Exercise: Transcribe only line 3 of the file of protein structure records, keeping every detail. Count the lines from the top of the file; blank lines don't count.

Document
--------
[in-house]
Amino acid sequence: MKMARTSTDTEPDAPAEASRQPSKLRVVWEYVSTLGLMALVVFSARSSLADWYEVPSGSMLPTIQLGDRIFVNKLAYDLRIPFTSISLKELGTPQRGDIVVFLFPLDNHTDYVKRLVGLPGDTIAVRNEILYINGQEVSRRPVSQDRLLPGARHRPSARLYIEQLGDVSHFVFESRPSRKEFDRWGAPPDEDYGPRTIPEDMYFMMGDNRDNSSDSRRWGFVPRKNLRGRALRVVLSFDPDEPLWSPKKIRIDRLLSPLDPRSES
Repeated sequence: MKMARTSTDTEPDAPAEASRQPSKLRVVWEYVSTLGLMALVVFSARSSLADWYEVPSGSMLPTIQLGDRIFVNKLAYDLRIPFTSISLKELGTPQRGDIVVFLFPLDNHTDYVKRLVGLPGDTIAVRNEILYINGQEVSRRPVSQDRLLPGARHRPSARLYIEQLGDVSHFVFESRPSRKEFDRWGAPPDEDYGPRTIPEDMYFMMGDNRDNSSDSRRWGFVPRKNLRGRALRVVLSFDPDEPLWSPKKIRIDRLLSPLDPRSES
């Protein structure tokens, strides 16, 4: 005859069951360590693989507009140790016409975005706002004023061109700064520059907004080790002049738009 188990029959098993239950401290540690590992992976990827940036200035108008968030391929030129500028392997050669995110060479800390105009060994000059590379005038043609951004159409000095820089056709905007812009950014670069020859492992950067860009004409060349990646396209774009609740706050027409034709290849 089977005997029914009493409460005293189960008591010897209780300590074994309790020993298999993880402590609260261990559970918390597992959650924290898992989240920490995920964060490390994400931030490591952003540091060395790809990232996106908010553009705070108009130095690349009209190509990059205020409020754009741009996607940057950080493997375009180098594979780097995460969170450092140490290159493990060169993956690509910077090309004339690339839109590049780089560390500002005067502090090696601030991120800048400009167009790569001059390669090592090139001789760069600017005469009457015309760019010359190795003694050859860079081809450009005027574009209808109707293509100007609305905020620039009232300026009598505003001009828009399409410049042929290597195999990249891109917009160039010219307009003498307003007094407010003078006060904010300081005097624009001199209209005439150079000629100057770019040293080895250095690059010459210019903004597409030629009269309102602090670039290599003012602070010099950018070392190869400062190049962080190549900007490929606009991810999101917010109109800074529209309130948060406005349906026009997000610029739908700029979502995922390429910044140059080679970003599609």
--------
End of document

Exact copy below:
Repeated sequence: MKMARTSTDTEPDAPAEASRQPSKLRVVWEYVSTLGLMALVVFSARSSLADWYEVPSGSMLPTIQLGDRIFVNKLAYDLRIPFTSISLKELGTPQRGDIVVFLFPLDNHTDYVKRLVGLPGDTIAVRNEILYINGQEVSRRPVSQDRLLPGARHRPSARLYIEQLGDVSHFVFESRPSRKEFDRWGAPPDEDYGPRTIPEDMYFMMGDNRDNSSDSRRWGFVPRKNLRGRALRVVLSFDPDEPLWSPKKIRIDRLLSPLDPRSES